PRSA: Then & Now

PSRA: Then & Now

Karson Workman

The PSRA has not always been around, for a company of this importance it has been around for a very short period of time. Before I get a head of myself let me answer the question, what even is the PRSA? “Chartered in 1947, the Public Relations Society of America (PRSA) is the world’s largest and foremost organization of public relations professionals. PRSA provides professional development, sets standards of excellence and upholds principles of ethics for its members and, more broadly, the multi-billion dollar global public relations profession. We also advocate for greater understanding and adoption of public relations services, and act as one of the industry’s leading voices on the important business and professional issues of our time.” –

The PRSA enforces a code of ethics to ensure that all of their members maintain the core values of the public relations profession. Together they strive for advocacy, honesty, expertise, independence, loyalty, and fairness. The PRSA released their first code of ethics in 1950 (a revamped code was later on released in 2000 due to changing times and flaws in the initial code). The purpose of this code was to clean up the bad reputation the profession was known for and maintain good standings.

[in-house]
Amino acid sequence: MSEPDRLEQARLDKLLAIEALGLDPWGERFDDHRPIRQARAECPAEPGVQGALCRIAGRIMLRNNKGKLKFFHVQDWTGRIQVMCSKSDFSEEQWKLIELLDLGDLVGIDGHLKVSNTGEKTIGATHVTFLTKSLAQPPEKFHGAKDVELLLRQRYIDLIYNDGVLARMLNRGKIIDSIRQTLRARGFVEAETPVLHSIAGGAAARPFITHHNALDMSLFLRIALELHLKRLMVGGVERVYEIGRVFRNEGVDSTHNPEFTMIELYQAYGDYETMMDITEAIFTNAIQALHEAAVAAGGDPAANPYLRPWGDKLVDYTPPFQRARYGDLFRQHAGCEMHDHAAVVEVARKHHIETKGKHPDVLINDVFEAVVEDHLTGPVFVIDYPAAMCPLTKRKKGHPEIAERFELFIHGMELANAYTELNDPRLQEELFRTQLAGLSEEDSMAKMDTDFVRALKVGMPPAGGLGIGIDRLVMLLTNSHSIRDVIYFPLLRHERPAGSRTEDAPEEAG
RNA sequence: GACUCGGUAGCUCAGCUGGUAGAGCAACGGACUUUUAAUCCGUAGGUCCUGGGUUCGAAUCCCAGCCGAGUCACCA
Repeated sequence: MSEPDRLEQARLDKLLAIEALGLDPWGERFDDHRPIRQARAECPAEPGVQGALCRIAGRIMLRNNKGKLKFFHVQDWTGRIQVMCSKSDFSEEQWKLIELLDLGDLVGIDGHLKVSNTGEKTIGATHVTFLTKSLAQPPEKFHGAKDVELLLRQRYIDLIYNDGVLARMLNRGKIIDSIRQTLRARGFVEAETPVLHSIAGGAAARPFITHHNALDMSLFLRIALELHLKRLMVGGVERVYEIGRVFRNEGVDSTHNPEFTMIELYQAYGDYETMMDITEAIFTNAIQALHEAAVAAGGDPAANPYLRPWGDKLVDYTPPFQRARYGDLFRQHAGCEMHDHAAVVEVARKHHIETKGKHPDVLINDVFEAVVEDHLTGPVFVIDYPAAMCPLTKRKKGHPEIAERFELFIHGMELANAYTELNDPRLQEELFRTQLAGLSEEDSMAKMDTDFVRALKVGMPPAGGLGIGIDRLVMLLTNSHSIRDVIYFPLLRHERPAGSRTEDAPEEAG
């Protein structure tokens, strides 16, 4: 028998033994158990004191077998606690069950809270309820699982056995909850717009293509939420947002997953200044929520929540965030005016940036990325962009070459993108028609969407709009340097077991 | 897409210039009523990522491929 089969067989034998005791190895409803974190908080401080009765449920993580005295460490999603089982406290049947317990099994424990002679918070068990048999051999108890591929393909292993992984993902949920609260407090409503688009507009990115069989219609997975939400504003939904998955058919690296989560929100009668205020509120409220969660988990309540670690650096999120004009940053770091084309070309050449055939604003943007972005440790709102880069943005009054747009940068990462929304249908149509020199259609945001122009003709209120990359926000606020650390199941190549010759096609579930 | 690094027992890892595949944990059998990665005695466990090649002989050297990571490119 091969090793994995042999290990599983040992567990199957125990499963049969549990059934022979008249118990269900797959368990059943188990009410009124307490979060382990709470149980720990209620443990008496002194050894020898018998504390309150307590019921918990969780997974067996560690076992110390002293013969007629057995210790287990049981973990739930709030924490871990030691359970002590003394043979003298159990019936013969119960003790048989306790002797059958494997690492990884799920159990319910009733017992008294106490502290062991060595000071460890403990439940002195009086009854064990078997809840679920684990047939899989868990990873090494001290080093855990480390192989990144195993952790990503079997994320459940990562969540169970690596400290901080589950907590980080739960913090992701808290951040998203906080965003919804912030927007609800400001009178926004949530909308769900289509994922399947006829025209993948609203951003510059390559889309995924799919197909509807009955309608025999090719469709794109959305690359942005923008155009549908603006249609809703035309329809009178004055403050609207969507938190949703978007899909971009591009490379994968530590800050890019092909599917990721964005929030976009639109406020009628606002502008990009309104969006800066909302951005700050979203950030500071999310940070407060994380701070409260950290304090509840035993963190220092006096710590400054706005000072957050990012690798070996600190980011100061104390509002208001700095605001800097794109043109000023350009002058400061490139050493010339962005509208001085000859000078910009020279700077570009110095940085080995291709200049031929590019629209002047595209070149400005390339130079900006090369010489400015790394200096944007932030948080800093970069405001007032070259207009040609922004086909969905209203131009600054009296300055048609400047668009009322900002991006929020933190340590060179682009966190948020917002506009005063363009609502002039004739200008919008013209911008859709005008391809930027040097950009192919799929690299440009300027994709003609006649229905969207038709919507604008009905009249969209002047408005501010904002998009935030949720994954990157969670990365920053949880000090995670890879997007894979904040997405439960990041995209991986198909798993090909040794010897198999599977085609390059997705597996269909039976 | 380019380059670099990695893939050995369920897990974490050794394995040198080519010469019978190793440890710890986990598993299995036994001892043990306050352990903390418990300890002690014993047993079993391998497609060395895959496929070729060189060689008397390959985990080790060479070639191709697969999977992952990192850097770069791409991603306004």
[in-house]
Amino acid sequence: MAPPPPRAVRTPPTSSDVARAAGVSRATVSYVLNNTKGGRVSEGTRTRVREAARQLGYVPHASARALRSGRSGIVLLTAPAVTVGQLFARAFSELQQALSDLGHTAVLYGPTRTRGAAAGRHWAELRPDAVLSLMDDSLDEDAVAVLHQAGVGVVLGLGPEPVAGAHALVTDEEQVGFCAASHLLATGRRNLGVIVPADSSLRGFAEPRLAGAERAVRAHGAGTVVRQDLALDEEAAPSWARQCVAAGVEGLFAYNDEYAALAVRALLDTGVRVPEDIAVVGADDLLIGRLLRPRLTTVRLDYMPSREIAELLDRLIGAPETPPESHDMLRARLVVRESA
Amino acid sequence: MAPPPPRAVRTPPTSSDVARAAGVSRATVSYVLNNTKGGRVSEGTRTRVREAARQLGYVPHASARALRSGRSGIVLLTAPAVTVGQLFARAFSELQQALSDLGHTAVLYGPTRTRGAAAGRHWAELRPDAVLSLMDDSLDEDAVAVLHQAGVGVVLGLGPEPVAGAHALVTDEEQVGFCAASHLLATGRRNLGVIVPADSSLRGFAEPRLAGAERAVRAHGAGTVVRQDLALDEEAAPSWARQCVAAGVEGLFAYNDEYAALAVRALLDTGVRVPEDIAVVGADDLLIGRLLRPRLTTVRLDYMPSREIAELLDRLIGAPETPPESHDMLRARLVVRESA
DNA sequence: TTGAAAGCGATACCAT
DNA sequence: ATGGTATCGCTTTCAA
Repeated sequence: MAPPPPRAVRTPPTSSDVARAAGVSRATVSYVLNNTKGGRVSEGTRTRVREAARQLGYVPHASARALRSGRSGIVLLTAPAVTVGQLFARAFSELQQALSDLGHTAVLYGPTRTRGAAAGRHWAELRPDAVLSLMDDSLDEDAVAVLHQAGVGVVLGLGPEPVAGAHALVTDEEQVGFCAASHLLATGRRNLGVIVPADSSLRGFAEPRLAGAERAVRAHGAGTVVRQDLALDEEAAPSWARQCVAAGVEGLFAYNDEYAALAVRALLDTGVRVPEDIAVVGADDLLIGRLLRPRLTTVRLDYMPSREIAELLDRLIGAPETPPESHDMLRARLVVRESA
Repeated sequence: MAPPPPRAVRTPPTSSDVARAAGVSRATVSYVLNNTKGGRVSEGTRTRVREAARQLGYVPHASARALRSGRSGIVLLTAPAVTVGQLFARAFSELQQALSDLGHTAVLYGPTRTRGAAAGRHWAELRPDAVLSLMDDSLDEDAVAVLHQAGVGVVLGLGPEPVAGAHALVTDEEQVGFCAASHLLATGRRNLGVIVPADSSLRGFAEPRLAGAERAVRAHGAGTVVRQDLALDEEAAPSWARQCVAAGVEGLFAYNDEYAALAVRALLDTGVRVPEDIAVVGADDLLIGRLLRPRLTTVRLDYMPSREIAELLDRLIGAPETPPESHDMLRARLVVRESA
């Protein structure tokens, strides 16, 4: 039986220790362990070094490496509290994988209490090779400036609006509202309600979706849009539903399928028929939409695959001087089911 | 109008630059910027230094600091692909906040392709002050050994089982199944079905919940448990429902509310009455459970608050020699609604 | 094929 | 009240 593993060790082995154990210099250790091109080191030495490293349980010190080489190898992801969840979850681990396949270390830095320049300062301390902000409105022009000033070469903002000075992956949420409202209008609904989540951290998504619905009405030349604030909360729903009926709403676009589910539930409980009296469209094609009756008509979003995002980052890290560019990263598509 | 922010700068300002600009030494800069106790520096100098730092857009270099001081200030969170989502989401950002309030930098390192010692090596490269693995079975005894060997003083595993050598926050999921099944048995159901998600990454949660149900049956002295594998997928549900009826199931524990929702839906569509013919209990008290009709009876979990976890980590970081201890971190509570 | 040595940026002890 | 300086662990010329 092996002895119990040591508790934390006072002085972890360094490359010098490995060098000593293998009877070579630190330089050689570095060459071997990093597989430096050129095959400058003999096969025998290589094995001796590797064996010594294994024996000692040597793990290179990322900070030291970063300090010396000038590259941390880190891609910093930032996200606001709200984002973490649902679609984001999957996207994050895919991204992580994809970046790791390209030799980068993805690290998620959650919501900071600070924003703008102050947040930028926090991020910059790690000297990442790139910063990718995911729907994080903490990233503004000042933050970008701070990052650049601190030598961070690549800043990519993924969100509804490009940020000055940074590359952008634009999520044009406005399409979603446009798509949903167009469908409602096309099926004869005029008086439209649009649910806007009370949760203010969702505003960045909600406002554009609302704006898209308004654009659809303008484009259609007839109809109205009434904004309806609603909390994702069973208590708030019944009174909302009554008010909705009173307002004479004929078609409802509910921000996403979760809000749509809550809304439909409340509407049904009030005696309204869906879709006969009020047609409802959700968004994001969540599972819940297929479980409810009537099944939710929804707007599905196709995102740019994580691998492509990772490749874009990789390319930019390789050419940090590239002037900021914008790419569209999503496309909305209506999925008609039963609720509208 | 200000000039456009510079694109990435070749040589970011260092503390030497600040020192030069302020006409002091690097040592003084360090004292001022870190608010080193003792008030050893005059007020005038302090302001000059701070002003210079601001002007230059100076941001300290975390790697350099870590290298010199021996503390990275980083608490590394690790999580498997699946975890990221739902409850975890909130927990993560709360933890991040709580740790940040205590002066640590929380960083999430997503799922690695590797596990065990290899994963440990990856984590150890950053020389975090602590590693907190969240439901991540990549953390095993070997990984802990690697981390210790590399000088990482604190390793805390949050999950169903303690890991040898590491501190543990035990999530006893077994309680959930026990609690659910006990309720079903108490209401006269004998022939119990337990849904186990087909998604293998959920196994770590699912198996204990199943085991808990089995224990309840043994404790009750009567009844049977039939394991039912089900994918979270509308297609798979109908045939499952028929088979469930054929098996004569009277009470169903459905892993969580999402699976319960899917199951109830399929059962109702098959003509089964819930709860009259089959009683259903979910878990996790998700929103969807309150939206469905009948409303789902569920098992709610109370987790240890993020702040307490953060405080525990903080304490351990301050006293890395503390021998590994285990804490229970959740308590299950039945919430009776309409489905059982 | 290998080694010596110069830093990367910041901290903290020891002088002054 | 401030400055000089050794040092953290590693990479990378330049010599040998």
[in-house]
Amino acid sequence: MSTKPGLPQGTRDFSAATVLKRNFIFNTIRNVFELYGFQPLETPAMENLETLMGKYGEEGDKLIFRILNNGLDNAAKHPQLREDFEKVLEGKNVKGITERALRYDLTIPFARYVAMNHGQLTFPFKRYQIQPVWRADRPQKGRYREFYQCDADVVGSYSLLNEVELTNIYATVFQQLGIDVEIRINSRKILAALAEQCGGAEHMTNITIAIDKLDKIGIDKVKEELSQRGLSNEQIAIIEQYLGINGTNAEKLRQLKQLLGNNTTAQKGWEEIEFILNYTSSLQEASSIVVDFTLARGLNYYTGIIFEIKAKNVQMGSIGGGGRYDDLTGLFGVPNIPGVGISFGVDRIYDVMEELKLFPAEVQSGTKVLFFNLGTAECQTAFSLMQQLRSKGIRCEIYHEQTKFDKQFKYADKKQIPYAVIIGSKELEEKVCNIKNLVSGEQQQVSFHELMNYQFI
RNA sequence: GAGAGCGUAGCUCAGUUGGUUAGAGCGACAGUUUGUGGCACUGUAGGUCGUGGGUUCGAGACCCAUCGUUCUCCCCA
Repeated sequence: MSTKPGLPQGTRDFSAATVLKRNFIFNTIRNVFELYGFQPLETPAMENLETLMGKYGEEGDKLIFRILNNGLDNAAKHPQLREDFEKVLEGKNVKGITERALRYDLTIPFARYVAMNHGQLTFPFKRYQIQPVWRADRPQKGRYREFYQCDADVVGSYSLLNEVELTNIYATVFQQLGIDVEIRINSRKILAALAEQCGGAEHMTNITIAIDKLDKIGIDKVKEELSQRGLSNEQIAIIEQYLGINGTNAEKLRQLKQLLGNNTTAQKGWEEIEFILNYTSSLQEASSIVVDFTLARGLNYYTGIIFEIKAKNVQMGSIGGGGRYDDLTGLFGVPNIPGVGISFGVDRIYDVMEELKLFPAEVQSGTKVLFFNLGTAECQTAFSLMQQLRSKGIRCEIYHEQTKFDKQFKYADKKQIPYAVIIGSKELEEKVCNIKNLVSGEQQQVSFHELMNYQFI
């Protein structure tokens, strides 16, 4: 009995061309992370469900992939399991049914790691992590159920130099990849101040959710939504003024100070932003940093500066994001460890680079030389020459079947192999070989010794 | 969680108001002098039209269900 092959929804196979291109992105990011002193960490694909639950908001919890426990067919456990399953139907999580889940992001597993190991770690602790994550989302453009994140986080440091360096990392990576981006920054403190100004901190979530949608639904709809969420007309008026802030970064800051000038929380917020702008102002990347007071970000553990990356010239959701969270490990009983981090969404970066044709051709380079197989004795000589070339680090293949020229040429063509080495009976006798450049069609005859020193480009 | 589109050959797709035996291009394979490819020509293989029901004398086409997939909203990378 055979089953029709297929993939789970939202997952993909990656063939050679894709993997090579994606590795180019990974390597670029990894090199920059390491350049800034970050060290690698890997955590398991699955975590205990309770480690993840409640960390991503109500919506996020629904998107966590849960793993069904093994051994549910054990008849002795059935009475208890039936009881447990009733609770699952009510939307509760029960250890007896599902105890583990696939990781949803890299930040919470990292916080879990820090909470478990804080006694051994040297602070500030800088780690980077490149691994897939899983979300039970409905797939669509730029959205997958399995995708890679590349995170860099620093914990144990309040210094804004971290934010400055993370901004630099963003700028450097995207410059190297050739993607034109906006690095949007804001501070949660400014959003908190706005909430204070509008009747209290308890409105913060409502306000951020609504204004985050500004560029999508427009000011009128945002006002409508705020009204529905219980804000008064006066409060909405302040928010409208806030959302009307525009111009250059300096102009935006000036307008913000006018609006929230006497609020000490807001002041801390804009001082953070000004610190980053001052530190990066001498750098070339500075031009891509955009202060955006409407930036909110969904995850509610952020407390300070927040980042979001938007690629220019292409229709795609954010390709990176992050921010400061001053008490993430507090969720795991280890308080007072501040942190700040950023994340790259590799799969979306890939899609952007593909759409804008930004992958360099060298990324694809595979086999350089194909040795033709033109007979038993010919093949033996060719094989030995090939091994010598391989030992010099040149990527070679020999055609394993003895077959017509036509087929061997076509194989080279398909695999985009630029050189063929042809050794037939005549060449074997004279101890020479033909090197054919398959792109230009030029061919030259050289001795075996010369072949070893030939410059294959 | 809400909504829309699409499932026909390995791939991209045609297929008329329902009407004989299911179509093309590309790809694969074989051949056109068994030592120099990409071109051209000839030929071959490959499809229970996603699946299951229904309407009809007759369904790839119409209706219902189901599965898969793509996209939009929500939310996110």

The public relations profession has a bad reputation of being able to twist words around. We are known as manipulators that are only in it for the money and as one of the most unethical professions. This stereotype was started and spread around the way most stereotypes are started- history. PR has been around long before the PRSA . Not having an association like this around gave public relations professionals’ free reign. While I would like to think the majority of people working in PR back in the day had the best intentions, that might not have been the case- especially in the 1930s when money was the main priority for most families across America.

Even the first code of ethics had its flaws in maintaining the PRSA’s core values to the point that a revamped code was released in 2000. This new and improved code focuses on helping practitioners learn how to be ethical and to detect, deter and avoid unethical behavior.

Nowadays, the PRSA not only keeps our profession ethical and our reputation free but also creates network connections across all plains of the field. It gives public relations professionals the opportunity to reach out to other people in their same profession in order to enhance their professional success.

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